Sharing blessings

In Barangay Tipanoy, also in Iligan City, store owner Manuel Jabay Jr., who was inspired by what he read online about the Maginhawa initiative, also put up a community pantry outside his store.

Jabay said he took advantage of his rest day to repack rice, noodles, canned goods, and juice drinks and displayed it outside, for neighbors — mostly senior citizens — to bring home.

“Tomorrow I will set up another community pantry. I am putting out the rice which I repacked today,” he said.

Another pantry also opened at the site of the Roxas night market in Davao City, with the organizer encouraging people to help those in need by sharing their blessings.

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“Just drop off your goods such as rice, vegetables, fruits, bread, canned goods [in] baskets or ask [for] assistance from [our] staff,” Mary Ann Medina, the owner of Juice Cubi milk tea products, posted on social media.

She told the Inquirer that they had set up the pantry to respond to the call for people to help each other amid the pandemic.

“I started it with my own display today and my stocks were gone only after a few hours,” she said by phone. “But several people have responded to our call for donations and we will use [these] to purchase more goods to distribute,” she added.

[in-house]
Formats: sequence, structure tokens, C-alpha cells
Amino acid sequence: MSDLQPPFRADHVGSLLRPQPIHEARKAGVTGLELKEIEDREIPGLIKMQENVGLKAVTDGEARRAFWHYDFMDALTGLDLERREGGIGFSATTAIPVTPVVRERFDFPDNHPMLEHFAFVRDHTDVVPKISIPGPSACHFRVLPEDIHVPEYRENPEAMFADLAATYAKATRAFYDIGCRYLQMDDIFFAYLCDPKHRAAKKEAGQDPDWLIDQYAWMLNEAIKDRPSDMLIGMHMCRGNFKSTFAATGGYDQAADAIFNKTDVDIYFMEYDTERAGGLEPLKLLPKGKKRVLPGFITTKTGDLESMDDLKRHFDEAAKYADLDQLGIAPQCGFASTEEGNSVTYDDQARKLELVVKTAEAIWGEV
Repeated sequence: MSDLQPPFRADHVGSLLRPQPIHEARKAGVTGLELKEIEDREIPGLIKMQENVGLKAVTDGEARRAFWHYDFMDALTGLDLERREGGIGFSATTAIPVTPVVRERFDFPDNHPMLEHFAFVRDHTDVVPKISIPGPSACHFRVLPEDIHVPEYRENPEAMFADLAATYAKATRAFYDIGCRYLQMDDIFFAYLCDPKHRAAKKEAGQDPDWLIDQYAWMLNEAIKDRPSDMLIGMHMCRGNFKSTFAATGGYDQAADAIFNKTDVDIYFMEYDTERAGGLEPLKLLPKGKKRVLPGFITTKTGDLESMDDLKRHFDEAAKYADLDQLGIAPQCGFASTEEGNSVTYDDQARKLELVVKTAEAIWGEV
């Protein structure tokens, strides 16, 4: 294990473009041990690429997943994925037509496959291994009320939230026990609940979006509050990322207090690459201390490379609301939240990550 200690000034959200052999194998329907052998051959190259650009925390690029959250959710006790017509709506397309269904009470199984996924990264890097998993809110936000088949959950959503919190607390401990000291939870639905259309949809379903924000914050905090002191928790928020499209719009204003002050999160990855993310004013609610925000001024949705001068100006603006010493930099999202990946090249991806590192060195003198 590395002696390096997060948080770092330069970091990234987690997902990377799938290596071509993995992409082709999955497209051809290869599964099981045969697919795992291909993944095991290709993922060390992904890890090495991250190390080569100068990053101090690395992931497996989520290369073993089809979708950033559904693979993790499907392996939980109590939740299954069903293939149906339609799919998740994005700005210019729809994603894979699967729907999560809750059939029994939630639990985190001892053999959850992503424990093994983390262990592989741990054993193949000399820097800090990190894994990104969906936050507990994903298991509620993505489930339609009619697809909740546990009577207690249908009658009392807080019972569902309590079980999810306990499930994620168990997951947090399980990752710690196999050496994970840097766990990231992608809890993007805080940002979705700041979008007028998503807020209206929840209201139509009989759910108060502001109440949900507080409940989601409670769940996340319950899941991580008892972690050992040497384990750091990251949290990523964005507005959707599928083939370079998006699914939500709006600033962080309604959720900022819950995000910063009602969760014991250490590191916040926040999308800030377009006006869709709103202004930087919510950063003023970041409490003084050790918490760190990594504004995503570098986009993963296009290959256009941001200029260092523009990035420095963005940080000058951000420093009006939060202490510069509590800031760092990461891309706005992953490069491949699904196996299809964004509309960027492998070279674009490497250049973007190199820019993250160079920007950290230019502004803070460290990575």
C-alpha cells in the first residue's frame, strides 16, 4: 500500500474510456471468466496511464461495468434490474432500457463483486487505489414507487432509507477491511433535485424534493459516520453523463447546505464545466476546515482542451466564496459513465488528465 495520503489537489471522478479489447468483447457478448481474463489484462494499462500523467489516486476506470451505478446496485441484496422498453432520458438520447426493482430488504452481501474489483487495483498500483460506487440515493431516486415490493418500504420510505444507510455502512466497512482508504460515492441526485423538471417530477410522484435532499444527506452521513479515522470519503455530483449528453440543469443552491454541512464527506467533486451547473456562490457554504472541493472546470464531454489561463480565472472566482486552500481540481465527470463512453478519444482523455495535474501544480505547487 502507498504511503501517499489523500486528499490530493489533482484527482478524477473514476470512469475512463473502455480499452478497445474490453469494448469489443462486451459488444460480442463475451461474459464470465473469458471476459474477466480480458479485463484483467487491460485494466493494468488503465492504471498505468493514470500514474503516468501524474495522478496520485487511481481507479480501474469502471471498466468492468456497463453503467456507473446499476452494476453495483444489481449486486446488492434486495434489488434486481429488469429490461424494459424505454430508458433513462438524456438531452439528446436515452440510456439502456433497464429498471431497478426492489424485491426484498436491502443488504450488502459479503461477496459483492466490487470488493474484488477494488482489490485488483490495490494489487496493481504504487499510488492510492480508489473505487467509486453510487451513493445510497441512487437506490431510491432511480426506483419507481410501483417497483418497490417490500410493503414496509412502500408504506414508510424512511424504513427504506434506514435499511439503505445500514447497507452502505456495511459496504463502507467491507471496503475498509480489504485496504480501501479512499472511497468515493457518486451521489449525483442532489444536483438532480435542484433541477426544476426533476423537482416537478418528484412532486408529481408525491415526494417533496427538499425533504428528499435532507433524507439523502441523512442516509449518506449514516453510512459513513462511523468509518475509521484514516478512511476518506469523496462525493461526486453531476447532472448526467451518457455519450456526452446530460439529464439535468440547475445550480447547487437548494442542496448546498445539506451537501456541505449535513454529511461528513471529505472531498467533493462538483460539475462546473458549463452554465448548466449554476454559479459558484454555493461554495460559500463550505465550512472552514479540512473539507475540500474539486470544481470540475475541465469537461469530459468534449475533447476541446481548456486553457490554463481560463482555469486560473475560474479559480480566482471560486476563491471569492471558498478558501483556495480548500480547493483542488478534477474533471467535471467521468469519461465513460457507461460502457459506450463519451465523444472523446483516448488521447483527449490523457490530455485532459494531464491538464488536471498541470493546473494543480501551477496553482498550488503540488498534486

More contagious than virus

Non’s idea has also spread to Baao town in Camarines Sur, where the owners of Bushido restaurant have opened a community pantry outside their establishment in Barangay Del Rosario.

“There is one thing more contagious than [the] virus which is hope,” they said in a Facebook post. “The pantry is open for all Baaeños who are in need of help. Food donations are also welcome here.”

A group of concerned citizens likewise opened their version of the Maginhawa pantry at the San Miguel barangay hall in Puerto Princesa City, Palawan’s capital.